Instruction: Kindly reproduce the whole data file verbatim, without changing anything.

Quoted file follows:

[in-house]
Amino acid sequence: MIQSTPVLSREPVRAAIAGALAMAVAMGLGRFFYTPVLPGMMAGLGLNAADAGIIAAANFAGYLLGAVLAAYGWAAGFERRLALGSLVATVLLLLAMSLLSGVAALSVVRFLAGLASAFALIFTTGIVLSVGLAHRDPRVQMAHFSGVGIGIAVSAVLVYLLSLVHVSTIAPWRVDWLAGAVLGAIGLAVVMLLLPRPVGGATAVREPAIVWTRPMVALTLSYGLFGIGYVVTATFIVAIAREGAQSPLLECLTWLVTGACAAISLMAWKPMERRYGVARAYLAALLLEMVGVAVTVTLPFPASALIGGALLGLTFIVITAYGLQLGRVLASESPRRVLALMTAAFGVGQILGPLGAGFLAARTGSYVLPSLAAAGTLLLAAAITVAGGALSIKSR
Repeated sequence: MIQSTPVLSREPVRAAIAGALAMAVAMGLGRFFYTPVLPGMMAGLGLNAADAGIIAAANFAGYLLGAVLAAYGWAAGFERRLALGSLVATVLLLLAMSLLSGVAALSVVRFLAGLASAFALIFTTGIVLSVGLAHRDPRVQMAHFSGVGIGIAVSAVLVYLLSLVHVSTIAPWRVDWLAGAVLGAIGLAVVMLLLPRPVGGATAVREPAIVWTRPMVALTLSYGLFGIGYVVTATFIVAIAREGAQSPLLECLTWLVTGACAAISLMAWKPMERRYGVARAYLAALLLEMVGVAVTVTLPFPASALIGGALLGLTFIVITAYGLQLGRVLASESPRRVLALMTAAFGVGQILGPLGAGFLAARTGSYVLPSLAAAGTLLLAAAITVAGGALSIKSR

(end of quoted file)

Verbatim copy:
[in-house]
Amino acid sequence: MIQSTPVLSREPVRAAIAGALAMAVAMGLGRFFYTPVLPGMMAGLGLNAADAGIIAAANFAGYLLGAVLAAYGWAAGFERRLALGSLVATVLLLLAMSLLSGVAALSVVRFLAGLASAFALIFTTGIVLSVGLAHRDPRVQMAHFSGVGIGIAVSAVLVYLLSLVHVSTIAPWRVDWLAGAVLGAIGLAVVMLLLPRPVGGATAVREPAIVWTRPMVALTLSYGLFGIGYVVTATFIVAIAREGAQSPLLECLTWLVTGACAAISLMAWKPMERRYGVARAYLAALLLEMVGVAVTVTLPFPASALIGGALLGLTFIVITAYGLQLGRVLASESPRRVLALMTAAFGVGQILGPLGAGFLAARTGSYVLPSLAAAGTLLLAAAITVAGGALSIKSR
Repeated sequence: MIQSTPVLSREPVRAAIAGALAMAVAMGLGRFFYTPVLPGMMAGLGLNAADAGIIAAANFAGYLLGAVLAAYGWAAGFERRLALGSLVATVLLLLAMSLLSGVAALSVVRFLAGLASAFALIFTTGIVLSVGLAHRDPRVQMAHFSGVGIGIAVSAVLVYLLSLVHVSTIAPWRVDWLAGAVLGAIGLAVVMLLLPRPVGGATAVREPAIVWTRPMVALTLSYGLFGIGYVVTATFIVAIAREGAQSPLLECLTWLVTGACAAISLMAWKPMERRYGVARAYLAALLLEMVGVAVTVTLPFPASALIGGALLGLTFIVITAYGLQLGRVLASESPRRVLALMTAAFGVGQILGPLGAGFLAARTGSYVLPSLAAAGTLLLAAAITVAGGALSIKSR